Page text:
Deep Brain Stimulation May Treat Multiple Sclerosis Tremors After All

Mental Health


Deep brain stimulation (DBS) of the thalamus is a well-known treatment for tremor related to Parkinson’s disease, but the research surrounding its efficacy with multiple sclerosis tremors remains inconclusive. DBS of two thalamic nuclei was found to significantly decrease tremor severity over the course of 6 months in individuals with multiple sclerosis tremors.

Multiple sclerosis is a neurological disorder that affects myelin, which insulates nerve cells in the brain and spinal cord. Demyelination causes communication problems between nerve cells and leads to a broad range of symptoms including physical, mental, and even psychiatric problems. Anywhere from one-quarter to one-half of individuals with multiple sclerosis develop tremors, like those common in Parkinson’s disease, but multiple sclerosis tremors are typically specific to the arms. Multiple sclerosis tremors are incredibly detrimental to the quality of life, as they are often drug-resistant and completely disabling (approximately 10% of multiple sclerosis patients become incapacitated by tremor).

Deep brain stimulation (DBS) was developed in 1987 as a neurosurgical procedure for the treatment of movement and neuropsychiatric disorders. DBS involves the implantation of a medical device called a neurostimulator in the brain in order to send impulses to specific regions of the brain. DBS of the thalamus, a complex brain area implicated in movement disorders, has become a well-established therapy for Parkinson’s disease patients with tremor. However, the use of DBS to treat multiple sclerosis tremors has not provided such clear-cut results. A specific nucleus of the thalamus called the ventral intermediate nucleus (VIM) has proven most effective for the treatment of tremor associated with Parkinson’s disease. While initially successful in multiple sclerosis tremors, one study found that over weeks or months, tremors returned and sometimes worsened. Oliveria and colleagues wanted to see if DBS of the VIM and another thalamic nucleus called the ventralisoralis (VO) could safely and effectively treat severe, drug-resistant multiple sclerosis tremors.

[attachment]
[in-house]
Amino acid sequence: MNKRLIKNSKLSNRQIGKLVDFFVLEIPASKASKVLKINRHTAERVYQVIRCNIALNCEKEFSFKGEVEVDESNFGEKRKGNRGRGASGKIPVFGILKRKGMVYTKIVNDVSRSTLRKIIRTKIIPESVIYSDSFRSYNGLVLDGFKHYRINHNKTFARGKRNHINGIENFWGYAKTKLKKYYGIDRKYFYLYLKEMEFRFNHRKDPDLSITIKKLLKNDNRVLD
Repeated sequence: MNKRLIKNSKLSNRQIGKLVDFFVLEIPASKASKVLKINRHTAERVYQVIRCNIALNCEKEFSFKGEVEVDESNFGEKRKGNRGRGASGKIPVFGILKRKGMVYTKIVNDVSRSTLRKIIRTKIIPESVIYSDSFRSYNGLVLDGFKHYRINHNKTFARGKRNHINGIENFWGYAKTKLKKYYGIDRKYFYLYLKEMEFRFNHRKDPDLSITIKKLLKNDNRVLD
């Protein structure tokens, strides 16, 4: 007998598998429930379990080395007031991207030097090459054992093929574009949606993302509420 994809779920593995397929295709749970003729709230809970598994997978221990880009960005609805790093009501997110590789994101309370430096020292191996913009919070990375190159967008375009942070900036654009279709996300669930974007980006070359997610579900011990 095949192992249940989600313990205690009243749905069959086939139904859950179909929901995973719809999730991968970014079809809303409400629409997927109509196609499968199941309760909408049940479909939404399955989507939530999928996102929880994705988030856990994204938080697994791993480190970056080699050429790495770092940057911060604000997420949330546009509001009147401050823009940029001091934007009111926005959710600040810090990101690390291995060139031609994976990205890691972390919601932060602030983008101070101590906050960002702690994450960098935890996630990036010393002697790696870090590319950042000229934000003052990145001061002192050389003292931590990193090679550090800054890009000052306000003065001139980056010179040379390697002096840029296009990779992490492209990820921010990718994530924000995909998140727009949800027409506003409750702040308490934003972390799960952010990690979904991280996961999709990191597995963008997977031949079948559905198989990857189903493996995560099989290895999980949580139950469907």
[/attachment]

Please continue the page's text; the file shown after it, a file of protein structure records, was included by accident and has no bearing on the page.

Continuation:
The authors performed a randomized pilot trial at the University of Florida Center for Movement Disorders and Neurorestoration clinic and published their results in Lancet Neurology. Twelve adult patients with a clinical diagnosis of multiple sclerosis were recruited for the study. Patients received continuous DBS of either the VIM or VO for 3 months. Tremors were then assessed using the Tolosa-Fahn-Marin Tremor Rating Scale (TRS) at the end of the 3 months. Next, all patients received continuous DBS of both the VIM and VO for another 3 months. At the 6 month follow-up, TRS scores were measured. The researchers observed the change in average TRS total score at the end of the 6 months compared with average TRS scores before DBS. They found that the average TRS score decreased significantly from baseline to the 6-month follow-up, suggesting that DBS of both thalamic nuclei (VIM and VO) may provide a safe and effective treatment for multiple sclerosis tremors. The authors also state that, as this was a pilot study, larger studies are needed to assess the applicability of this treatment for multiple sclerosis and other disorders involving tremor.

Written by Liana Merrill, PhD

Reference: Oliveria, S.F. et al. (2017). Safety and efficacy of dual-lead thalamic deep brain stimulation for patients with treatment-refractory multiple sclerosis tremor: a single-centre, randomized, single-blind pilot trial. Lancet Neurol.



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